User Mapping between Windows and Linux
Anvil stores a unified permission structure in its file system, enabling tight integration between Windows ACLs and NFS permissions. There is no option to choose what is stored, or to prioritize one over the other – the ACLs are simply mapped to NFS permissions whenever needed.
Anvil uses Active Directory as the source for mapping between the two environments. Anvil will read Windows credentials from Active Directory and also fields like uidNumber and gidNumber for the purpose of mapping between an identity in Windows and Linux. For Group Membership when files are created, Anvil will map to the Primary Group assigned to the user in Active Directory.
A common UID/GID is required for user mapping to work, in other words, if you user has UID 5555 on the Linux client, 5555 must be entered in the uidNumber field in Active Directory to be able to do a successful mapping. The following images provide examples of a UID and GID.
The client computer should be connected to the same directory service, Active Directory being the most common. For Windows this is standard however for Linux this may not always be the case. Please follow the instructions for the respective Linux platform to join it to Active Directory. It is recommended (but not required) that the Linux environment is connected to Active Directory, Linux environments can be configured with other sources that provides identity to the user.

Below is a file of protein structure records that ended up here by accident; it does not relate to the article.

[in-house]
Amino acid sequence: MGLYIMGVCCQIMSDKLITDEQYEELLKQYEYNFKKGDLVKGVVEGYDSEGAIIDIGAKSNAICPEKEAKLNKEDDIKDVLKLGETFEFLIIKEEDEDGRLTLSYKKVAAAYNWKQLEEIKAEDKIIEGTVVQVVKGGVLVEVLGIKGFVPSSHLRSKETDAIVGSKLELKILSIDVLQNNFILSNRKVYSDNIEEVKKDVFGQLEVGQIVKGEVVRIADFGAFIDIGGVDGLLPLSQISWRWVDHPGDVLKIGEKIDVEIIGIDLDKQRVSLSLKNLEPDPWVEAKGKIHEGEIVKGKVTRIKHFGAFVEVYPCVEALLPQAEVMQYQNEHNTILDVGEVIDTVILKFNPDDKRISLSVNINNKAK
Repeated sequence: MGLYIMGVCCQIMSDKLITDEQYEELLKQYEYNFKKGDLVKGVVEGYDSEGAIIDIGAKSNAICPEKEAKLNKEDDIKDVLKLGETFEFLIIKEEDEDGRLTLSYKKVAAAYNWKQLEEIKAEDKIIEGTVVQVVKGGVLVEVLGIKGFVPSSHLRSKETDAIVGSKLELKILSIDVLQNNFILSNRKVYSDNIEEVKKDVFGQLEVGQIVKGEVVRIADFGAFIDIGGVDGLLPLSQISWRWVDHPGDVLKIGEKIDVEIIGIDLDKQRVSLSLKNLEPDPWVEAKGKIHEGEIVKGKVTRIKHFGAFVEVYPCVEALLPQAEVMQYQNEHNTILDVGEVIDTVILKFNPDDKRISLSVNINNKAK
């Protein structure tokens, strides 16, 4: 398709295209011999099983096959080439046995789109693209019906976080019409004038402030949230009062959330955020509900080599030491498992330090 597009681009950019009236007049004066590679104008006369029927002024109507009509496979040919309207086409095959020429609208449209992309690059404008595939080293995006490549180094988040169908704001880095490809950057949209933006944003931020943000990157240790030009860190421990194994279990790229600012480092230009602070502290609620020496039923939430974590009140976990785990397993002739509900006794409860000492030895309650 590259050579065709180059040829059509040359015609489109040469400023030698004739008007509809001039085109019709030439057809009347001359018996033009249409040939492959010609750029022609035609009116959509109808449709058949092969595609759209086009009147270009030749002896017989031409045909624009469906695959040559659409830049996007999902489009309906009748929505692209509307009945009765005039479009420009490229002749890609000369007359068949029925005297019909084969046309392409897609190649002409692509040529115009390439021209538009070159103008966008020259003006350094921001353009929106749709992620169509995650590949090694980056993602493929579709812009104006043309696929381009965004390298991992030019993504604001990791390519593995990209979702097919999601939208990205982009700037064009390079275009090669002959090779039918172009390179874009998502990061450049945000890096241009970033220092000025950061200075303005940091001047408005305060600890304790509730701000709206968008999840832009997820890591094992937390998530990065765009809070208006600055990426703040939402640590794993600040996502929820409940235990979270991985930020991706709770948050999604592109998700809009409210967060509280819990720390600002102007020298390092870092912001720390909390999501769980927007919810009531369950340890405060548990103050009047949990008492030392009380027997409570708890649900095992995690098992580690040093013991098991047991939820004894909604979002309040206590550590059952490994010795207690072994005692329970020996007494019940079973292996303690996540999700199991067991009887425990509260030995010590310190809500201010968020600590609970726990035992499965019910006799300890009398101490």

The default behavior without user mapping configured will make the environments look disconnected. For example, when saving a file from Windows, the default user of UID/GID 65534/65534 is used. This typically maps to nfsnobody on most Linux systems and is the owner of files and directories. This happens because the file was not saved with a UID/GID that is recognizable by Linux.
Mapping the UID and GID within the Same Active Directory Domain
In Active Directory, each user and group object can also be configured with a UID and GID mapping. This allows for Linux users with their own UID/GID’s to work on files they own and perhaps most importantly, be a part of groups in Active Directory. They are called uidNumber and gidNumber in the Active Directory object as seen in the Figures above.
If these parameters don’t exist, please consult your Active Directory administrators on how to create them.